I’ll lay my cards on the table, I am at heart a low tax Tory but I recognise that there does need to be taxation and public spending. My contention is that where possible taxation should be orientated towards things that we want to discourage and reduced in areas we want to encourage and stimulate.
We are in an increasingly competitive economic environment and we a commercial sector which can stand up to the fast growth economies of the world, we need entrepreneurs, business creators and highly skilled employees. I cannot see that any of these would be encouraged by a graduate tax.
Our university sector is struggling to make the books balance, the massive increase in the sector made the grant funded model I grew up with untenable. There is no doubt that the fear of significant debt will put some bright and talented young people off of going to university while children from wealthy families can have their places subsidised by the parents. I would hate think that we have created a system where university selection is at some level dictated by wealth rather than aptitude.
We push so many people towards university because we still have not created a valued and effective technical /vocational educational stream. Over the last few decades we have pushed more and more young people to a university education whether appropriate or not and then charged them for the privilege.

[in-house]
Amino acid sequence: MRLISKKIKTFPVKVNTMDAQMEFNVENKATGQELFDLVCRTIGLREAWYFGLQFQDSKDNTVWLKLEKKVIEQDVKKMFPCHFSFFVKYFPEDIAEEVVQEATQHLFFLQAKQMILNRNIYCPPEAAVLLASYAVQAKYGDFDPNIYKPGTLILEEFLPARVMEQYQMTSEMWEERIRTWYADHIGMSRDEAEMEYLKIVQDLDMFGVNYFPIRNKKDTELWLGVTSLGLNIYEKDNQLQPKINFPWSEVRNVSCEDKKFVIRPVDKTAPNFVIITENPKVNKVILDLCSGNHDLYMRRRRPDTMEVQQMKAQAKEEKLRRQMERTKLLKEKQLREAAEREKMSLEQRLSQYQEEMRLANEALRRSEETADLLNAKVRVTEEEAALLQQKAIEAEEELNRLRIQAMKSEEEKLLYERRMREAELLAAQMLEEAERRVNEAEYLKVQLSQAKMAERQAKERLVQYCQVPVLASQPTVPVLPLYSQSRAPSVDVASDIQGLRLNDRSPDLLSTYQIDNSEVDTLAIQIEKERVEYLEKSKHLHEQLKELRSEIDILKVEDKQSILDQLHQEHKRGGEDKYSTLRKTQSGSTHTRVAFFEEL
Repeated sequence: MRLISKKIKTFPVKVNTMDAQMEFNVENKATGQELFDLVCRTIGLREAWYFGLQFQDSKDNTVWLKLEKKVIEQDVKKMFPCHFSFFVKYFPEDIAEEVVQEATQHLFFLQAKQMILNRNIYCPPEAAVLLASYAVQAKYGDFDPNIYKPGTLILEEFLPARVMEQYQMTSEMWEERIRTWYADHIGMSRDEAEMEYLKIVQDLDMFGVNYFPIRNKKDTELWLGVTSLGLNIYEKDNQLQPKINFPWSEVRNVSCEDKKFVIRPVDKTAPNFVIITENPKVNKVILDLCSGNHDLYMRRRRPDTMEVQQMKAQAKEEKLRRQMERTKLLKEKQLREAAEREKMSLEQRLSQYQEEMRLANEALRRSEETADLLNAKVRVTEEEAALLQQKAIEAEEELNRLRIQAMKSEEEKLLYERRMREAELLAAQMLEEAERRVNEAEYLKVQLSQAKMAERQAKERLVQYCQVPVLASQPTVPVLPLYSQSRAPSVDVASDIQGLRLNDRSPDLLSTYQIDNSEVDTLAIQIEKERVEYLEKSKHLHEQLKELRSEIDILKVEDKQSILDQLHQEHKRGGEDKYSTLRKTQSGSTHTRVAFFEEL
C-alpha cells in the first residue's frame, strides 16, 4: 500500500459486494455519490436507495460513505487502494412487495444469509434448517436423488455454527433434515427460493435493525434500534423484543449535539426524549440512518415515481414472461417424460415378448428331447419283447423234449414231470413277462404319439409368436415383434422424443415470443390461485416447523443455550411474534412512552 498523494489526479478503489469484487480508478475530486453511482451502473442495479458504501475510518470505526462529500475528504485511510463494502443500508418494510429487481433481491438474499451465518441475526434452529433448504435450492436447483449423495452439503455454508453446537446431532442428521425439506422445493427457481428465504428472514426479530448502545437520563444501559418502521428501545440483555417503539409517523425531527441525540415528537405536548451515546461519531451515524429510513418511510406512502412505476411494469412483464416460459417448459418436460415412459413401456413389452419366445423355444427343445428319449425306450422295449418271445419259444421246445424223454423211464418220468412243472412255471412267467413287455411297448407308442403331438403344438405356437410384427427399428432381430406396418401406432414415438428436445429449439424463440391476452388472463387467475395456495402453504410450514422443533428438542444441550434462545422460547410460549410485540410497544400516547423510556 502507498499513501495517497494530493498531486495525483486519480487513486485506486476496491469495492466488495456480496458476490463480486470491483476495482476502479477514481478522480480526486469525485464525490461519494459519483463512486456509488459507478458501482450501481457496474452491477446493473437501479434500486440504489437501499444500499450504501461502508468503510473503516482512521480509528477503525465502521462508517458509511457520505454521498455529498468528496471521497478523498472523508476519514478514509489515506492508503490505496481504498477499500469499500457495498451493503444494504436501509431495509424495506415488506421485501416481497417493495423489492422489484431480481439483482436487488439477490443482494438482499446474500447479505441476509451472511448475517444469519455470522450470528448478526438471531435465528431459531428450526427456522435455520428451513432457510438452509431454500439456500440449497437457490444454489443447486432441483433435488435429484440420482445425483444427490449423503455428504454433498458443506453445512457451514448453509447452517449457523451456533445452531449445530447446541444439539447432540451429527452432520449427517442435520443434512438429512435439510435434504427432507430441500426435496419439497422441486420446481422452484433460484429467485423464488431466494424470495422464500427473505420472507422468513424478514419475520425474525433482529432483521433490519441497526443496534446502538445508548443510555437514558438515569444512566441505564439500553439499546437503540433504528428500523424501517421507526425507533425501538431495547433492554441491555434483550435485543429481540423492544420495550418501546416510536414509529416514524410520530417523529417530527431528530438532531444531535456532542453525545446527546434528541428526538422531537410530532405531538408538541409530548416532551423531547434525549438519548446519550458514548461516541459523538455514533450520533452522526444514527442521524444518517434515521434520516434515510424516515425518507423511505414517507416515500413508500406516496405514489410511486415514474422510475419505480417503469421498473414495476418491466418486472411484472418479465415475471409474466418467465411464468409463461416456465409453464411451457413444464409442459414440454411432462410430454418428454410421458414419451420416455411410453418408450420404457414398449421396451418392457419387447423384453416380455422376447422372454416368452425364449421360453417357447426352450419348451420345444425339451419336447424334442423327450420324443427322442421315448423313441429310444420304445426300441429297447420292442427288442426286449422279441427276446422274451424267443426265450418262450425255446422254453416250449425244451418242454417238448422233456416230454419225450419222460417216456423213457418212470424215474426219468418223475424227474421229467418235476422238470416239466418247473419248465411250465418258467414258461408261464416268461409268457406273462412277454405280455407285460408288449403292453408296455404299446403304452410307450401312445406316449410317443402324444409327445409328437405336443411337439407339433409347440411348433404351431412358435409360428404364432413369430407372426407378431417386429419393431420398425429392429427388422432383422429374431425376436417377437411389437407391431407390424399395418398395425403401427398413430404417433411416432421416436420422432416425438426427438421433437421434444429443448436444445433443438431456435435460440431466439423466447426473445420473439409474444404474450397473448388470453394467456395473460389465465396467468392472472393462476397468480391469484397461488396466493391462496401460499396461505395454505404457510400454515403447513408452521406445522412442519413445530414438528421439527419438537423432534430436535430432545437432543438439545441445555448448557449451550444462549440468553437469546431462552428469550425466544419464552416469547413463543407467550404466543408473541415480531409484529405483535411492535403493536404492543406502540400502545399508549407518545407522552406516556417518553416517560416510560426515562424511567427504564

When I joined the army it was felt that “proper” officers went straight to Sandhurst and did the non-graduate “Long Course”. This was a non-university vocational course yet still carried with it a huge amount of kudos and opened doors when you left the forces. You also got paid while you were there. Now it is almost unheard of for army officers to be non-graduates, somehow we have completely devalued non-university education no matter how excellent it was, that is a retrograde step.
I’m not even sure how a graduate tax would work. If the tax payments end once the cost of the course has been covered then it is the same as a student loan, if it continues throughout the graduate’s working life then it is just another income tax. Indeed an income tax focused on the very pool of people we should be encouraging and supporting and reinforcing the impression that graduates are different and somehow better or more valuable than everyone else.
How do we square this particular circle? I recommend that we have a smaller and more focused and better funded university sector which produced graduates who are genuinely world class. Running in parallel to this we also need a vocational education system that is respected, taken seriously and supported by the industries that will benefit from its graduates.